I’m still trying to figure out the changes require to Crimild’s render graph API. Not only to support sub-passes, but also because I want it to become much more than just a bunch of passes and dependencies. I want to include things like scene culling, filtering (i.e. render only UI elements), commands and much more. My goal is to make the render graph a descriptor for how an entire frame should be drawn for each application, not only the scene.
I believe this will be extremely beneficial both for complex and simple applications. You don’t need to cull objects because it’s a simple app? Do you need post-processing only on the 3D scene? Do you want a different post-processing for the UI? Are you making a headless path tracer for generating images? All of those scenarios can be supported.
Like I said, I’m still working on this and I’m not planning on it to be ready any time soon.
Command Pools & Command Buffers
Almost there, I promise.
Here’re another two new concepts for Crimild: Command pools and Command Buffers.
Command buffers are used to store commands that will be later executed when a frame is actually rendered. This is probably the biggest difference between OpenGL and Vulkan. While the former works by setting the state machine immediately (in theory, some drivers may change that), Vulkan declares everything up front and defers most operations for (possible much) later use.
For example, when rendering a triangle we usually issue commands for clear the screen buffer, bind vertex and index data, define a viewport, etc. When everything is ready, we issue a draw command (aka, a “draw call”). A command buffer will record all of these commands sequentially.
Command buffers are created for given specific command pool, depending on their type. There may be many different pools for different purposes, like graphics or compute pools.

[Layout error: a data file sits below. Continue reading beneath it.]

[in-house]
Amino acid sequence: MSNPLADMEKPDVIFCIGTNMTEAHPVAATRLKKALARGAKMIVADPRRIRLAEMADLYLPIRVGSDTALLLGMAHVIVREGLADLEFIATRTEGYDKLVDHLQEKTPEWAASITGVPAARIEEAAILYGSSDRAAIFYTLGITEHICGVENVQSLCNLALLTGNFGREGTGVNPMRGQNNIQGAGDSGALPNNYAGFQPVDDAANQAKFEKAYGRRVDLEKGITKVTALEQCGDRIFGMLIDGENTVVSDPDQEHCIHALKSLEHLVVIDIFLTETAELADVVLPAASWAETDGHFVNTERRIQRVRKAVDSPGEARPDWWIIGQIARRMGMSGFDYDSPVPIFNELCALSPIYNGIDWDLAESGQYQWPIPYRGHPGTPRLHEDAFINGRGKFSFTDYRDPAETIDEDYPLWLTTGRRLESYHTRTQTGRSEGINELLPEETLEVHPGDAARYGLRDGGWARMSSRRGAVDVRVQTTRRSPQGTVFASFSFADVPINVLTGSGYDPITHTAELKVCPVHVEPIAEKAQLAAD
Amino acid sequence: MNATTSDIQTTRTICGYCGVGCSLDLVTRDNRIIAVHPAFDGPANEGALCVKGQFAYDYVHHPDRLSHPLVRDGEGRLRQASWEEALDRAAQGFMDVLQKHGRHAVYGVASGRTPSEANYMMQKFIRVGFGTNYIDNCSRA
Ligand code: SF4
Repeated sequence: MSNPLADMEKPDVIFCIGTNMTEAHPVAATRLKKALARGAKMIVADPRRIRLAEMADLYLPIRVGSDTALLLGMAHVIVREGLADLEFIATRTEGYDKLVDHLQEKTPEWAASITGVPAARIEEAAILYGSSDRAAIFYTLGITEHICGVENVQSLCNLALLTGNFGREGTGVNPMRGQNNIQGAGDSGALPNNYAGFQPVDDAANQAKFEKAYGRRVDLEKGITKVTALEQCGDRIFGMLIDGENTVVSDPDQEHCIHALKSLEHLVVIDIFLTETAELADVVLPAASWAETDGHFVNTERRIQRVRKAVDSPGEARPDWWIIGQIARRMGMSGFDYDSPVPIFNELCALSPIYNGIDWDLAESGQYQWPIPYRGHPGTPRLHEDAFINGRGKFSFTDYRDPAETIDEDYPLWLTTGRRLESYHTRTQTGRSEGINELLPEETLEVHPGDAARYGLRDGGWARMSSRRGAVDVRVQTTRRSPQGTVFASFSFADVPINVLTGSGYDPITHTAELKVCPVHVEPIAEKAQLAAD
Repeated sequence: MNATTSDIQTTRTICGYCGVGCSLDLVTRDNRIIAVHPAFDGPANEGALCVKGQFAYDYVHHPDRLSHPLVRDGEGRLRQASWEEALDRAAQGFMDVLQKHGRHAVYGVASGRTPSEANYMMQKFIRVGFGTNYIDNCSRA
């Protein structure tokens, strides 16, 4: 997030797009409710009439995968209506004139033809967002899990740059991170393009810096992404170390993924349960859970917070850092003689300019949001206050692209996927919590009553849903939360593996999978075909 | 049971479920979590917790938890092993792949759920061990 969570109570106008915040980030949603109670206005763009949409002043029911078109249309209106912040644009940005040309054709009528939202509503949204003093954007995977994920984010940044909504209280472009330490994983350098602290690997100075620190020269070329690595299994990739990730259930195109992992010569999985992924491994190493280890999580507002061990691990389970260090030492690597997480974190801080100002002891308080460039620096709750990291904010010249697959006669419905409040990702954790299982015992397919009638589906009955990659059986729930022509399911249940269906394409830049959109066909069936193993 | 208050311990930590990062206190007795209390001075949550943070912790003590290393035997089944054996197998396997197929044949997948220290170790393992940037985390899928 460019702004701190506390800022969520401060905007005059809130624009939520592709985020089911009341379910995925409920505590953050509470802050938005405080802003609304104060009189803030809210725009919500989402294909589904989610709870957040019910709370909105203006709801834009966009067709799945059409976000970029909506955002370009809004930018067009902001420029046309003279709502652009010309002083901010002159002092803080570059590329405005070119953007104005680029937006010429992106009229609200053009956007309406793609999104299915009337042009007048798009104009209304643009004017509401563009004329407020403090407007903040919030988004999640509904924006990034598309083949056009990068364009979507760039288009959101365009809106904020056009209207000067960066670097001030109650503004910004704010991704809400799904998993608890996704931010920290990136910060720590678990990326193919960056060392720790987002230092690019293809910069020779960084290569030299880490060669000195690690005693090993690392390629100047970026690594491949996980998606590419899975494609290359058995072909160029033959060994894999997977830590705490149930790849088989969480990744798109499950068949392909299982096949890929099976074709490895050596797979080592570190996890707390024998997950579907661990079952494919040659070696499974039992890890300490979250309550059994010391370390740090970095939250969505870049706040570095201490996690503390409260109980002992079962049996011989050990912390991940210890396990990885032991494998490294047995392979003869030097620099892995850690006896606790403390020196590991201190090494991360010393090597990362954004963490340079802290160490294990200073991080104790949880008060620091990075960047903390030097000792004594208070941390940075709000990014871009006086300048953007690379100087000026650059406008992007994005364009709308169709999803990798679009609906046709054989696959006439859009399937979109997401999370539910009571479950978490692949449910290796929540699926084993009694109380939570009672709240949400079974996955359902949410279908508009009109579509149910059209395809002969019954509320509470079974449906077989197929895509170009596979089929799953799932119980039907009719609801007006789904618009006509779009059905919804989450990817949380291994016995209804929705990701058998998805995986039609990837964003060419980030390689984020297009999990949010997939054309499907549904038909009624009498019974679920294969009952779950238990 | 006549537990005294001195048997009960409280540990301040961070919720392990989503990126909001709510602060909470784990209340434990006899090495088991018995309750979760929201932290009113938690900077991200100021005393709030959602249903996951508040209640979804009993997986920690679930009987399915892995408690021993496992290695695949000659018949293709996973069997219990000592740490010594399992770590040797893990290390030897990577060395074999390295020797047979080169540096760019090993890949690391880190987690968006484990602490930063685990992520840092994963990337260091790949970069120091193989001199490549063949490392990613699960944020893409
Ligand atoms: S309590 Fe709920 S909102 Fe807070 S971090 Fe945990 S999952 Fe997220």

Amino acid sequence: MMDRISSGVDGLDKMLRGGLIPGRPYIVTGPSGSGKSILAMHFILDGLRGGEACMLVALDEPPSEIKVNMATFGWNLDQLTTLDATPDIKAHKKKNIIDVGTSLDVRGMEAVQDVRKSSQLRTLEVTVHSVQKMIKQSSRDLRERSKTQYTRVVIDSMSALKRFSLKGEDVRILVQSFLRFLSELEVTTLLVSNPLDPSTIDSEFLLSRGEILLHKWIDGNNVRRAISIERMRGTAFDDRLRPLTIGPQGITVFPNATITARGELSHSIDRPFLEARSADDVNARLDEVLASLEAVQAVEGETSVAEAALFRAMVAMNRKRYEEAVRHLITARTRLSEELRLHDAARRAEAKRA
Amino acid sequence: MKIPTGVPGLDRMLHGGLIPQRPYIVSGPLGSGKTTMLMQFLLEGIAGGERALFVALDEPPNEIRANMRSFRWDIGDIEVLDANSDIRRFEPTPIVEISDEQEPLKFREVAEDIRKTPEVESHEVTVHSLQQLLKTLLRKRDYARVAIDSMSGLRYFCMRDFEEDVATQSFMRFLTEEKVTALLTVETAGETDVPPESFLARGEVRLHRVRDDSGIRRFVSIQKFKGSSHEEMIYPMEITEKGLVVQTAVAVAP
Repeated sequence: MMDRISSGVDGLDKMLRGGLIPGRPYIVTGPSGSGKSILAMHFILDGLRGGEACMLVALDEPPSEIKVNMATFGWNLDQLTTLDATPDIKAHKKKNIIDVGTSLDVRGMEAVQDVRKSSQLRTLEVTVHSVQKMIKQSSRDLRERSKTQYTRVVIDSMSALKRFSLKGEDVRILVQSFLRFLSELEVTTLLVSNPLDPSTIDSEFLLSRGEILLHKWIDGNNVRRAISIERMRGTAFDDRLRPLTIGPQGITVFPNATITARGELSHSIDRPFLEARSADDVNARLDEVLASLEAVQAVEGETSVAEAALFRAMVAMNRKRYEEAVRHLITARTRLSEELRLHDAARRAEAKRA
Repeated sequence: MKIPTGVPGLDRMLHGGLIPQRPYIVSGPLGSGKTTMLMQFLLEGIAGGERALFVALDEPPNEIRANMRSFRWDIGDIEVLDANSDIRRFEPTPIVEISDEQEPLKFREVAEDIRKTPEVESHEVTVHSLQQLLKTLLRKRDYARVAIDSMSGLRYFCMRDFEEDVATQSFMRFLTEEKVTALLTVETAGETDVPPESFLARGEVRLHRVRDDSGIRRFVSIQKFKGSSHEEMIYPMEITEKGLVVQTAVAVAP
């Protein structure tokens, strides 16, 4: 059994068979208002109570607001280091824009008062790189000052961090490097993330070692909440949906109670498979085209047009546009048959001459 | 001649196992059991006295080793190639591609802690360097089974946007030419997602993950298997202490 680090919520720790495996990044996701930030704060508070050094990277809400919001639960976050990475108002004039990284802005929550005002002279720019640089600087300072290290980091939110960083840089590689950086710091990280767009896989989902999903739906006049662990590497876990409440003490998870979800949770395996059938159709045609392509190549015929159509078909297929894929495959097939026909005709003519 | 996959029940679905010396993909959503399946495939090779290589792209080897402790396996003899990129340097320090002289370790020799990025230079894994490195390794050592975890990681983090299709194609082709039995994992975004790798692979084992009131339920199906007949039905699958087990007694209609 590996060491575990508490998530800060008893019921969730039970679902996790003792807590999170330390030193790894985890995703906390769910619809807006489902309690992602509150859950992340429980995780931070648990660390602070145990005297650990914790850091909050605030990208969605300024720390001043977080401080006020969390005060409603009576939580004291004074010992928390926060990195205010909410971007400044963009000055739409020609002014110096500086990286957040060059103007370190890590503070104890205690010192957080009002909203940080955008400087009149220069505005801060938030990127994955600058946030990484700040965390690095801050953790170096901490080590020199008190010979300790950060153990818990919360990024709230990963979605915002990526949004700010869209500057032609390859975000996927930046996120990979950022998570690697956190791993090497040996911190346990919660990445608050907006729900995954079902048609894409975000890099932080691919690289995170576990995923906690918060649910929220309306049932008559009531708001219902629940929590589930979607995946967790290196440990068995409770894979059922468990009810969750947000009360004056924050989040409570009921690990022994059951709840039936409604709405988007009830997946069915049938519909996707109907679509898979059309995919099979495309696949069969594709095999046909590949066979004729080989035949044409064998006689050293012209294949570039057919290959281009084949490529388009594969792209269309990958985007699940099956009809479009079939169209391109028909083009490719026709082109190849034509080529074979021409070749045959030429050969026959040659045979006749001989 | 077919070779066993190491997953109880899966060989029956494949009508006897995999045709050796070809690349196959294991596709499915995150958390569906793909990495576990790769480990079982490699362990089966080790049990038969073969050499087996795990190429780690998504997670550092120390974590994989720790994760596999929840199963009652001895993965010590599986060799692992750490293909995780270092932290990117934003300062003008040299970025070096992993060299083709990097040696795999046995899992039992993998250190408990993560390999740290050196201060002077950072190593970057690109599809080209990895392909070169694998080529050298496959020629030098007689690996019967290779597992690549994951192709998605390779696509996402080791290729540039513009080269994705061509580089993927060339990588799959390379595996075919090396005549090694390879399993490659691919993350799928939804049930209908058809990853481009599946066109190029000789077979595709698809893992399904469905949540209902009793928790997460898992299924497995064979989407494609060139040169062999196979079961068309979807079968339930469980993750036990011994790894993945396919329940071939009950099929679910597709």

Wait. Doesn’t Crimild’s render queues work in the same fashion? What’s different? It’s true that I tried to achieve something like this in Crimild before in the form of render queues, yet they are of a much higher level. With render queues, visible objects are recorded (which may be done in separated threads) to be rendered later. But it’s only the renderable object the one that is saved, not the actual render commands. This requires that we compute what state changes are triggered every time we draw that object. This is clearly an overhead, specially if we consider the fact that the renderer triggers draw state changes and draw calls without actually checking if those are needed. I made this call on purpose in the past to ensure that any object can be rendered independently of what came before, always reseting states to default values before drawing.
By using command buffers, instead, we can avoid that overhead while keeping the safety net. For each renderable object, we record the list of state changes and draw calls needed to make it appear on the screen. Then, we can check which of those commands are redundant and discard them. And by the time the render process is triggered, we’ll have the minimum number of commands that are needed to draw all objects.
Obviously, recording commands is a costly operation. The challenge, then, will be to understand when to trigger the recording of render commands. After all, doing it every frame may end up causing more overhead than the one we’re trying to solve. But that’s another problem for my future self (I hate you too, future self!).
And then… Victory!
After all the hard work, the mighty Triangle shows up in the screen:
Phew, that was a long post.
Now it’s time to make a pause. Think. Design.
There are many new concepts introduced into the engine and I want to do it right before moving on to other features like buffers and textures.
And yes, I think that the render graph is the most interesting feature I’ve ever made for Crimild… assuming it works 🙂